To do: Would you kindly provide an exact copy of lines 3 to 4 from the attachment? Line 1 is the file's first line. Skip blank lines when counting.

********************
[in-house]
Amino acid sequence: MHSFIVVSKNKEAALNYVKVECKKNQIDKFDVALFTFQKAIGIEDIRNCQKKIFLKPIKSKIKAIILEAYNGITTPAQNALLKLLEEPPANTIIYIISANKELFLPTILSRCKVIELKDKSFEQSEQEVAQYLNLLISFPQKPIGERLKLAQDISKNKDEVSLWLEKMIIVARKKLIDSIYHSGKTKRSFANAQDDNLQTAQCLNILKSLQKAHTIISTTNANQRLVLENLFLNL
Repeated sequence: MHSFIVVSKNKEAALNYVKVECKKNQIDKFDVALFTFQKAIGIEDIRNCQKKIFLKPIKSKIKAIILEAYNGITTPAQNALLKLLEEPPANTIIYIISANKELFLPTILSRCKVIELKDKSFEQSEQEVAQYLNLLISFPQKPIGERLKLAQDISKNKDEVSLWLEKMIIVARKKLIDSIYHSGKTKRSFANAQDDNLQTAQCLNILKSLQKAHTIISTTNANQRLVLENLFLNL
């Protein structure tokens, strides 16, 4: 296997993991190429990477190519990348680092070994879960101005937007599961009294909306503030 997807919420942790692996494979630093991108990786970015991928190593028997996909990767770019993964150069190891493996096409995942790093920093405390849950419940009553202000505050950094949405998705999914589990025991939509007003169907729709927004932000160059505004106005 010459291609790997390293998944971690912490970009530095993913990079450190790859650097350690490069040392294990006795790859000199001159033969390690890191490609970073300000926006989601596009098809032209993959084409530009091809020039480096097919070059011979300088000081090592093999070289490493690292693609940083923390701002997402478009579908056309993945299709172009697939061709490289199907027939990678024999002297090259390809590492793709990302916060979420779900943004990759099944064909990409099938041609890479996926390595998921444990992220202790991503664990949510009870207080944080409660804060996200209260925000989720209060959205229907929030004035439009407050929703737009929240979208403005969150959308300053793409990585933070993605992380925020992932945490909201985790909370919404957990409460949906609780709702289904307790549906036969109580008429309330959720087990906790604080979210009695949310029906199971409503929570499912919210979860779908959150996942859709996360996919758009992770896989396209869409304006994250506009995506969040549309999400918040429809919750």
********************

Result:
Repeated sequence: MHSFIVVSKNKEAALNYVKVECKKNQIDKFDVALFTFQKAIGIEDIRNCQKKIFLKPIKSKIKAIILEAYNGITTPAQNALLKLLEEPPANTIIYIISANKELFLPTILSRCKVIELKDKSFEQSEQEVAQYLNLLISFPQKPIGERLKLAQDISKNKDEVSLWLEKMIIVARKKLIDSIYHSGKTKRSFANAQDDNLQTAQCLNILKSLQKAHTIISTTNANQRLVLENLFLNL
């Protein structure tokens, strides 16, 4: 296997993991190429990477190519990348680092070994879960101005937007599961009294909306503030 997807919420942790692996494979630093991108990786970015991928190593028997996909990767770019993964150069190891493996096409995942790093920093405390849950419940009553202000505050950094949405998705999914589990025991939509007003169907729709927004932000160059505004106005 010459291609790997390293998944971690912490970009530095993913990079450190790859650097350690490069040392294990006795790859000199001159033969390690890191490609970073300000926006989601596009098809032209993959084409530009091809020039480096097919070059011979300088000081090592093999070289490493690292693609940083923390701002997402478009579908056309993945299709172009697939061709490289199907027939990678024999002297090259390809590492793709990302916060979420779900943004990759099944064909990409099938041609890479996926390595998921444990992220202790991503664990949510009870207080944080409660804060996200209260925000989720209060959205229907929030004035439009407050929703737009929240979208403005969150959308300053793409990585933070993605992380925020992932945490909201985790909370919404957990409460949906609780709702289904307790549906036969109580008429309330959720087990906790604080979210009695949310029906199971409503929570499912919210979860779908959150996942859709996360996919758009992770896989396209869409304006994250506009995506969040549309999400918040429809919750």